1 Breakin' tradition
Culture Shock founder and Executive Director Angie Bunch loved seeing The Nutcracker every holiday season with her mom. The Sugar Plum Fairy, the Nutcracker Prince, Russian Candy Cane dancers—she ate it all up.
Decades later, Bunch would take her own daughter to see the beloved holiday tale. Her kid was just 5 years old when she stood up and walked out of The Nutcracker, literally bored to tears.
"I thought, Oh, no, there goes my dream of sharing this experience," Bunch says.
From that moment on, Bunch toyed with the idea of putting on a hipper, more contemporary version of the classic that would involve Culture Shock's talented hip-hop dancers. But because the performance is so long and demanding, the production was something of a pipe dream until grant funding and a successful Kickstarter campaign recently fell into place.
From Friday, Jan. 3, through Sunday, Jan. 5, Culture Shock will present The Nutcracker—A Holiday Hip Hop Dance Theatrical at the Birch North Park Theater (2891 University Ave.). Bunch says the basic narrative is in place, but everything else—from the gender of major characters to the context of the tale—was up for reinterpretation.
Bunch enlisted the help of 25 choreographers for the show. The diversity in the talent pool means just about every style of hip-hop dance and culture will be represented.
"We'll have locking, popping, voguing and whacking," Bunch says. "We've got some crumps, some major athletic breaking and martial arts... We're throwing it all in there—everything but ballet."
Bunch says the battle scene will be epic. Other cool elements include a guest appearance from breakers The Body Poets, relevant pop-culture references and a score that includes about 40 percent Tchaikovsky and the rest a mix of old-school and new-school hits.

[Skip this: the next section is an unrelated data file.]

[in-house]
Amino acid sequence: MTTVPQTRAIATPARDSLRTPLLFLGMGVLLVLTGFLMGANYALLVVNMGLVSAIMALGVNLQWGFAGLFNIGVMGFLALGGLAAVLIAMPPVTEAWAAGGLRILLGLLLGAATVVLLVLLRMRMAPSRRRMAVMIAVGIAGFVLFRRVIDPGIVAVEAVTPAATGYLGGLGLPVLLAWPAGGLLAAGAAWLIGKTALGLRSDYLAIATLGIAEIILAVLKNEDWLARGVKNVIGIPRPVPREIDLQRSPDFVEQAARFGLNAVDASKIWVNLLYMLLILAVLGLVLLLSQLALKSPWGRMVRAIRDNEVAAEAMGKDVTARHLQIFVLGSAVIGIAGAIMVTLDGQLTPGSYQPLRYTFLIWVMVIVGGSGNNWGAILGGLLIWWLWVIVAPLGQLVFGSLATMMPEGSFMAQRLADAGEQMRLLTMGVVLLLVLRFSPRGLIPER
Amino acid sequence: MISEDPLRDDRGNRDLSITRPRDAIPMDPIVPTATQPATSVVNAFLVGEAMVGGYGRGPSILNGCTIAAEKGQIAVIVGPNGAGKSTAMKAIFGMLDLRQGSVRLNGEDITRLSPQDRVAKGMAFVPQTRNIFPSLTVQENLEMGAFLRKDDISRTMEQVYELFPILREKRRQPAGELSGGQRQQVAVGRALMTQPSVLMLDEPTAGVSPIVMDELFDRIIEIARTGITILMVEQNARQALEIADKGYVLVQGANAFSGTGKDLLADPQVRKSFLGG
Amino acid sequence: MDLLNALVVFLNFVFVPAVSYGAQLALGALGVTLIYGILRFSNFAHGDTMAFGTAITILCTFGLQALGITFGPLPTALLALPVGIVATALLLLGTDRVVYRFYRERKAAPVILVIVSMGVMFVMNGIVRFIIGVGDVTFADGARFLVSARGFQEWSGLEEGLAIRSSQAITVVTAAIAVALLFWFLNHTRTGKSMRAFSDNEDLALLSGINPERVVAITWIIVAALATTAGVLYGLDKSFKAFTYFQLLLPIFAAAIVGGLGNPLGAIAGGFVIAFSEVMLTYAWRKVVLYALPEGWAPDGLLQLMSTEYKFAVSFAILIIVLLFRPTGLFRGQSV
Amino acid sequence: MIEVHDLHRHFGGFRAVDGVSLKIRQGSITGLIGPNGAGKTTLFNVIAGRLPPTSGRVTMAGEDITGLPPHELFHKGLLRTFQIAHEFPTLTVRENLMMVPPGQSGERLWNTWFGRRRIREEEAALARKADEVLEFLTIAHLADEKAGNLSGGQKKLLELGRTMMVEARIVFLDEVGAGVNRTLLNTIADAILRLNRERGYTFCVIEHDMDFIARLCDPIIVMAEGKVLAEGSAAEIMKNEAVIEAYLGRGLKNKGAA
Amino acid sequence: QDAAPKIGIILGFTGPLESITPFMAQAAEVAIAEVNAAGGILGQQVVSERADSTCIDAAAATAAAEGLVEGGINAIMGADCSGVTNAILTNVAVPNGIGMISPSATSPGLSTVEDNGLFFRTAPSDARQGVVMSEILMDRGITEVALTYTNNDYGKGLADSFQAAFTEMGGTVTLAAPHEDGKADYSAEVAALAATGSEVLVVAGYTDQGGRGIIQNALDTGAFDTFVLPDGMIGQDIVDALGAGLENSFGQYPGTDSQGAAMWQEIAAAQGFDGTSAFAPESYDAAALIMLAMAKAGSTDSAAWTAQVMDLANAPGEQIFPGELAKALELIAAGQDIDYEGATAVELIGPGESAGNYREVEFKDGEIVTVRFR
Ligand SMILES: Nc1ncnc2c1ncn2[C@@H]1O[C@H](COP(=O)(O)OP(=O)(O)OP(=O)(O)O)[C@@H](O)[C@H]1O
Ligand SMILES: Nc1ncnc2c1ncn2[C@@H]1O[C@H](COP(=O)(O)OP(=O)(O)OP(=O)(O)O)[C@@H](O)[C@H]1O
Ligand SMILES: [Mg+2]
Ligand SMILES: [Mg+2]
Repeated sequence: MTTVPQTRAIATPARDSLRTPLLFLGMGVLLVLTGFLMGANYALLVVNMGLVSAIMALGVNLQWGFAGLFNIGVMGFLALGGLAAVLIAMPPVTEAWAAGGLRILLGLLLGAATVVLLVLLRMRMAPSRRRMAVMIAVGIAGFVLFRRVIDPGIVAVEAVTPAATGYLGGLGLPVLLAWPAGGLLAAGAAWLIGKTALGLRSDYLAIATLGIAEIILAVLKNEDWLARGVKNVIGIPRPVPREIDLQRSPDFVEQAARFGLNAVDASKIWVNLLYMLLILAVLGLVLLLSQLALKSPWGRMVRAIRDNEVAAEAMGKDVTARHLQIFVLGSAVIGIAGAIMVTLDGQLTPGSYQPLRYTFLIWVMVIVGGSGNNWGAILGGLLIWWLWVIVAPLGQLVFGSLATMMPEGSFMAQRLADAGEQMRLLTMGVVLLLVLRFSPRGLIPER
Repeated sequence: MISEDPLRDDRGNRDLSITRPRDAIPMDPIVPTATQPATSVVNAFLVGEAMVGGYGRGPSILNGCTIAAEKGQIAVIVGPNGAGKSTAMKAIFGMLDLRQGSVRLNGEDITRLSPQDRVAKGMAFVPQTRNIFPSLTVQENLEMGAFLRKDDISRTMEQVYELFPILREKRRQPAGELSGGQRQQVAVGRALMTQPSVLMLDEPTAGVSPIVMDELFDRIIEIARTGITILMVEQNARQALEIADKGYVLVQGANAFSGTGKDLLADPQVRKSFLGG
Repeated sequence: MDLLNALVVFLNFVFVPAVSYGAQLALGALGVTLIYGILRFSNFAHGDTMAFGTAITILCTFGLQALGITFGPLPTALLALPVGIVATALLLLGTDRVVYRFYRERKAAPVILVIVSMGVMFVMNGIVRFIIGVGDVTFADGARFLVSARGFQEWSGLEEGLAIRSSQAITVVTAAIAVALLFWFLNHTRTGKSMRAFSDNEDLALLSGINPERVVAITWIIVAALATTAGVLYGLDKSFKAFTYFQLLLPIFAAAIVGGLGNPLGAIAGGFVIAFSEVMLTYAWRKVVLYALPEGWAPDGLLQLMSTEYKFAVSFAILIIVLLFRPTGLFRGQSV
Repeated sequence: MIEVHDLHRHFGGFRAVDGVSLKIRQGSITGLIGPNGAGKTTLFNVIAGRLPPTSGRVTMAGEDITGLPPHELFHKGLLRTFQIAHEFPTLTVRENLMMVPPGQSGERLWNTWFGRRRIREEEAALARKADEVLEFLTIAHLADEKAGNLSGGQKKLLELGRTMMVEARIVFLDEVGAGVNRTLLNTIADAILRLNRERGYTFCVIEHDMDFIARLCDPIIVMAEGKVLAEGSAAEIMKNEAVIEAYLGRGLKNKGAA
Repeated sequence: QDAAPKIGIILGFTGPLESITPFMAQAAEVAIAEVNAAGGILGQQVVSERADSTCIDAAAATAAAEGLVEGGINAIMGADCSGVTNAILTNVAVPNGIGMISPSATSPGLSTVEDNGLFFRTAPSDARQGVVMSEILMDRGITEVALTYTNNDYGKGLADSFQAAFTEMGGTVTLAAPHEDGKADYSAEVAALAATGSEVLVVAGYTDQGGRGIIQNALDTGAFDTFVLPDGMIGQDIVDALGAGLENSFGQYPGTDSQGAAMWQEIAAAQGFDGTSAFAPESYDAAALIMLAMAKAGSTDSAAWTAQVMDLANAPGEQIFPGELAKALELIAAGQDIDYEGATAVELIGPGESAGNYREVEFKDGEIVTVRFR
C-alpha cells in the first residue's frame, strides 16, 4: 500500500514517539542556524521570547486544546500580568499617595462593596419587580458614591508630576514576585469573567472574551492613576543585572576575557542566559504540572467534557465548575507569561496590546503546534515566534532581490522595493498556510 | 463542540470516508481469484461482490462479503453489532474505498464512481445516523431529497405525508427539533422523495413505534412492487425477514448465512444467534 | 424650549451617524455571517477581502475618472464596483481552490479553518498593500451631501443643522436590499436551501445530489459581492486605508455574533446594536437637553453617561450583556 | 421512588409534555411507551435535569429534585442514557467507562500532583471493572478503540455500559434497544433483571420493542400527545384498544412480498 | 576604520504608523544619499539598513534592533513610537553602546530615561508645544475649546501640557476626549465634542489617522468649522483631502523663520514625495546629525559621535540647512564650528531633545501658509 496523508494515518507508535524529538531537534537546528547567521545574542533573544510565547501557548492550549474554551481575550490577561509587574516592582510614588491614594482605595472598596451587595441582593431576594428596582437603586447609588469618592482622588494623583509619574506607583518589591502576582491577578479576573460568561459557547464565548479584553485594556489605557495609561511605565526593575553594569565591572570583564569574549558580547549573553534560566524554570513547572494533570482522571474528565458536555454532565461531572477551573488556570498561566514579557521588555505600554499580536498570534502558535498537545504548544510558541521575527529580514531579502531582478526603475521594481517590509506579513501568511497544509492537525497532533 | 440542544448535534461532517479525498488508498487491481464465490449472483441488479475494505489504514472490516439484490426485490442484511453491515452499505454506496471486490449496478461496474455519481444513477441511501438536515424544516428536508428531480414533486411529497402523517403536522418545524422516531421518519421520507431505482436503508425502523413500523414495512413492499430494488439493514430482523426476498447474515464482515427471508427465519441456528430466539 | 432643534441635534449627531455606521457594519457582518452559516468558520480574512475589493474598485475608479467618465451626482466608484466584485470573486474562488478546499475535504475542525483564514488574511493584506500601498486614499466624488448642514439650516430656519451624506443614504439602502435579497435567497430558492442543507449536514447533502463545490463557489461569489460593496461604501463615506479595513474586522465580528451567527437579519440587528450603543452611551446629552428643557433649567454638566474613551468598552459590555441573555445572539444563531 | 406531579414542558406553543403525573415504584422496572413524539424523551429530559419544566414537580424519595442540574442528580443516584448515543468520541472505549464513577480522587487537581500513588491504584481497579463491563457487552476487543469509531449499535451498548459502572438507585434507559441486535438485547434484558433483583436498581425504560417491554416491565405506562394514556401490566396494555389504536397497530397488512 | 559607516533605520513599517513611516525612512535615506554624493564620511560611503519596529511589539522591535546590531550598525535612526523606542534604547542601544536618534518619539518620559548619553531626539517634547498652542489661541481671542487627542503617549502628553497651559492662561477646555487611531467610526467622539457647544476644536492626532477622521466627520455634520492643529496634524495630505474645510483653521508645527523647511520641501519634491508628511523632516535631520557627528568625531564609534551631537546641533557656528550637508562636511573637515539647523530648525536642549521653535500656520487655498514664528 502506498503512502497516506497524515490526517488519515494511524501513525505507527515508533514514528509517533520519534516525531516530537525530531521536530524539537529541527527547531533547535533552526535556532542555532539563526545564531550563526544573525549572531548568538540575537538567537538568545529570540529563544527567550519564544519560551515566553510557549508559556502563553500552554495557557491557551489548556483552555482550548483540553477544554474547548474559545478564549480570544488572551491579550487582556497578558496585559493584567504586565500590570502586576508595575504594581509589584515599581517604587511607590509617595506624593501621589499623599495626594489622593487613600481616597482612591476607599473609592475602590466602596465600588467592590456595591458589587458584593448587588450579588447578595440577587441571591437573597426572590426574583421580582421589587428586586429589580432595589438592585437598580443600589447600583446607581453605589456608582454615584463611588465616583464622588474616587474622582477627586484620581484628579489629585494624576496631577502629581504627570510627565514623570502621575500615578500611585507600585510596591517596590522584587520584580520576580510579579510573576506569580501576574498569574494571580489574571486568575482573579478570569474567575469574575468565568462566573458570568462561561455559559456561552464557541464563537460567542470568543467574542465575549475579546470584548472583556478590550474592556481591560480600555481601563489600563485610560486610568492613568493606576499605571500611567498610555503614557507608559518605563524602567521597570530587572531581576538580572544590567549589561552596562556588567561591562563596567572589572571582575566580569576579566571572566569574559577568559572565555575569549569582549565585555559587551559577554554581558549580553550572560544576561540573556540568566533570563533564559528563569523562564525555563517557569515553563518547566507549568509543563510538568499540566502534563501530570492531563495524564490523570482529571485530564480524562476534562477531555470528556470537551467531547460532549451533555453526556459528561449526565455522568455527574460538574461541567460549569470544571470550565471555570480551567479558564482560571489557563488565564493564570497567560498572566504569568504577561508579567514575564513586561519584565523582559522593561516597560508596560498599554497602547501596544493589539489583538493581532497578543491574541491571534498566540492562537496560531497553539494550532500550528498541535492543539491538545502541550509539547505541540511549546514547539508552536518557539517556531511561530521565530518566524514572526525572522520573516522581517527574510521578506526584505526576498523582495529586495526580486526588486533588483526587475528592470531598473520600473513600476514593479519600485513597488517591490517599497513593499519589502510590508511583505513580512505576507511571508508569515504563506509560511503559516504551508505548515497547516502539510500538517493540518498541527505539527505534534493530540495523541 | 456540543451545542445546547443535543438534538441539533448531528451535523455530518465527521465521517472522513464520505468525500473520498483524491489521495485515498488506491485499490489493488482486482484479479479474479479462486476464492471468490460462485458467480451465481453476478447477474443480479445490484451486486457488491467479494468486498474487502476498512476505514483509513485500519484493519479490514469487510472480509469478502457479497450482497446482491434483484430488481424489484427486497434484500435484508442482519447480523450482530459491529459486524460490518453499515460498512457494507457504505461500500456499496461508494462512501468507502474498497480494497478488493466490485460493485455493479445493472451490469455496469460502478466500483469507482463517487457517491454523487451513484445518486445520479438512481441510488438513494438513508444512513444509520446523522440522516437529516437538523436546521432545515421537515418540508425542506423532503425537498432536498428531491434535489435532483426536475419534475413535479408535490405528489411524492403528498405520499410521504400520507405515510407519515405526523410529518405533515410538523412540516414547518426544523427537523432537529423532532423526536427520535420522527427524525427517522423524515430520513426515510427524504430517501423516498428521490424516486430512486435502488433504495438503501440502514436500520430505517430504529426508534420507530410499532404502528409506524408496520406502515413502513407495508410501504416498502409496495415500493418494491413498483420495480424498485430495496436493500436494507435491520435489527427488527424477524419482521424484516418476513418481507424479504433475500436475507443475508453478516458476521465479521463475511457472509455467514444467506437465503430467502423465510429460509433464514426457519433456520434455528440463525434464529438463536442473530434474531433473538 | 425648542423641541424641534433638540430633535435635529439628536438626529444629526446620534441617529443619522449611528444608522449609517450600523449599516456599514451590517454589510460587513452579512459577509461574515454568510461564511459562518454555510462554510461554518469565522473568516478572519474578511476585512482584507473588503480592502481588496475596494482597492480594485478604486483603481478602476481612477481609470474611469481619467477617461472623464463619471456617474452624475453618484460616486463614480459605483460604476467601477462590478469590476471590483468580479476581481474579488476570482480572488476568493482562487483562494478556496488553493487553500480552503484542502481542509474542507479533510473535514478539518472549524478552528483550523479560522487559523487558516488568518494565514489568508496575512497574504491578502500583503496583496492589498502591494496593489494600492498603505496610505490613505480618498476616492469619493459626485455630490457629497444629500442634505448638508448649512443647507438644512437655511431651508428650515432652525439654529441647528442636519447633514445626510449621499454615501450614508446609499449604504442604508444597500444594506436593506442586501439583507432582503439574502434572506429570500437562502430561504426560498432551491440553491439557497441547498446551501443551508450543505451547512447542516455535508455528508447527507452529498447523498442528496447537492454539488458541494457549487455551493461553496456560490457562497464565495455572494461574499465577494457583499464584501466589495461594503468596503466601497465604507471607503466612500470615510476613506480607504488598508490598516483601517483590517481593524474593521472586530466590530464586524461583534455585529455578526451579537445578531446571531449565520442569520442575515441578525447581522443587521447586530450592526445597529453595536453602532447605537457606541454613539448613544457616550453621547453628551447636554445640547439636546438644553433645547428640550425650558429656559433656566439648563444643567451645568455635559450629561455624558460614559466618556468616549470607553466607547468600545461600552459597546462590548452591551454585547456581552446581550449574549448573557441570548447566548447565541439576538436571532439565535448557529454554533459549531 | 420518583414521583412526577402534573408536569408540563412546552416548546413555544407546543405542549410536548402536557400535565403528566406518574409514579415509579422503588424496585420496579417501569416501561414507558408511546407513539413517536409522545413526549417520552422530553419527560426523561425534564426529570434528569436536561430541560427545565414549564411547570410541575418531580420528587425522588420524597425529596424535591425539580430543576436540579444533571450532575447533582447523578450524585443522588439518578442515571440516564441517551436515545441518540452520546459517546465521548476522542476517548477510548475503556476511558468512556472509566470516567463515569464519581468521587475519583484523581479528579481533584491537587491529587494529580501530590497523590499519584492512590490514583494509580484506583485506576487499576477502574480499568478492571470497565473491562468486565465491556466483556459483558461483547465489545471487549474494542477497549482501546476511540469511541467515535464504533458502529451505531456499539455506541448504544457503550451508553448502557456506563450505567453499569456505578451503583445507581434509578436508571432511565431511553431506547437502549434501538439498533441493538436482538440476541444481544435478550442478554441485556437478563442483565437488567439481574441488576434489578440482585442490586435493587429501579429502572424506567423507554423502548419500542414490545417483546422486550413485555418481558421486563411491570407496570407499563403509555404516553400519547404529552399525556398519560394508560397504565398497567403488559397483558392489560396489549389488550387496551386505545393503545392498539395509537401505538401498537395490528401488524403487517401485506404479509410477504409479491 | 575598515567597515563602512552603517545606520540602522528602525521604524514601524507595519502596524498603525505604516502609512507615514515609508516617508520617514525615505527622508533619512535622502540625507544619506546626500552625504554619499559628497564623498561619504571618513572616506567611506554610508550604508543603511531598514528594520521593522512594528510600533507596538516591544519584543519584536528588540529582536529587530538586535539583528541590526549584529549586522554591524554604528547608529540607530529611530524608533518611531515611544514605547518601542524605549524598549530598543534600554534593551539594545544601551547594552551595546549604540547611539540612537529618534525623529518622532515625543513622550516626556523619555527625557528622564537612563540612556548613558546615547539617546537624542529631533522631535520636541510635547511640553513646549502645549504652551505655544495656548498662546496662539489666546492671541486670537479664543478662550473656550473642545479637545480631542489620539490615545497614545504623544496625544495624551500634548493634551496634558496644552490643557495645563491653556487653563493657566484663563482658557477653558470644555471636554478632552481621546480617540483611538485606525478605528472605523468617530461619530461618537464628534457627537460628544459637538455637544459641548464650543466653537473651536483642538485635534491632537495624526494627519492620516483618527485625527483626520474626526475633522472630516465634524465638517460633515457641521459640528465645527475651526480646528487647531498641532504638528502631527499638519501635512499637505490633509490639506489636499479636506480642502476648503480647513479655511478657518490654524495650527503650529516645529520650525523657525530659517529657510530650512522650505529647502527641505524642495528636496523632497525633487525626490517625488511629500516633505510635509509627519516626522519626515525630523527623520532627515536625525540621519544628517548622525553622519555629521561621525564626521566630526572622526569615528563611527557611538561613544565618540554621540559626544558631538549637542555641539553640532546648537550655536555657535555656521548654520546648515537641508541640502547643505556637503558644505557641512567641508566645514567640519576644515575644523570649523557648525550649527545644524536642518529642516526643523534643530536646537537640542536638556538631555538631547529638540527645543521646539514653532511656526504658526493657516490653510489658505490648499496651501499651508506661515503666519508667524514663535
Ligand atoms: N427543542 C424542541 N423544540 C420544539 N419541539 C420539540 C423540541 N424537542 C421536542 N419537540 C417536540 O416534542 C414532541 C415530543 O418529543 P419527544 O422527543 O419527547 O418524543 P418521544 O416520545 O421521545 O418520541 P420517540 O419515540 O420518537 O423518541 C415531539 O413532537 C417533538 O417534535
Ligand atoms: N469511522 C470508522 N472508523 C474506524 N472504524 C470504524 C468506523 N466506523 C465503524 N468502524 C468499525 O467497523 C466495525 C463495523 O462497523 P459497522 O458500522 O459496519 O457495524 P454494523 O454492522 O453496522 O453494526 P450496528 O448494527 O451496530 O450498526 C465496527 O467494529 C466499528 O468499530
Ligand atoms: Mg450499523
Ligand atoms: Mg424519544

"It'll be entertaining, I promise that," Bunch says. "There will be no snoozing."
Showtimes are 7 p.m. Friday and Saturday and 2:30 p.m. Saturday and Sunday. Tickets are $10 to $20. cultureshockdance.org/sandiego
2 Scratching the surface
Repetition, rhythm and pattern—how artists use those three things often defines an era. This is especially true of modernism, with its rather meditative simplicity in everything from music to architecture to visual art. But is it really that simple? Opening with a reception from 7 to 10 p.m. Saturday, Jan. 4, at Space 4 Art (325 15th St. in East Village), Repetition, Rhythm and Pattern features works by 10 artists, from San Diego, Brooklyn, Pittsburgh and Jackson, Miss., brought together by curator Lindsey Landfried (San Diego is the traveling exhibition's first stop). Their art appears to be influenced by modernism but, when you dig deeper, often reveals complex layers of meaning. The show, a great chance to see up-and-coming talent, will be on view through Jan. 25. sdspace4art.org
3 Women at war
To augment its current Women, War, and Industry exhibition, the San Diego Museum of Art in Balboa Park has chosen So Proudly We Hail for its Friday, Jan. 3, installment of First Friday Films. The 1943 movie stars Paulette Goddard, Veronica Lake and Claudette Colbert as American nurses sent to the Philippines to serve in World War II and was part of a spate of films depicting a certain interpretation of the war. At 7 p.m., producer / director Gregory Cooke will discuss his documentary Invisible Warriors: African American Women in WW II. So Proudly We Hail begins at 8 p.m. Tickets are $10, or $5 for museum members, military, seniors and students. You can also go big and order a wine-and-charcuterie package for two for $60. sdmart.org
Does your event deserve to be in our top three? Email Kinsee Morlan.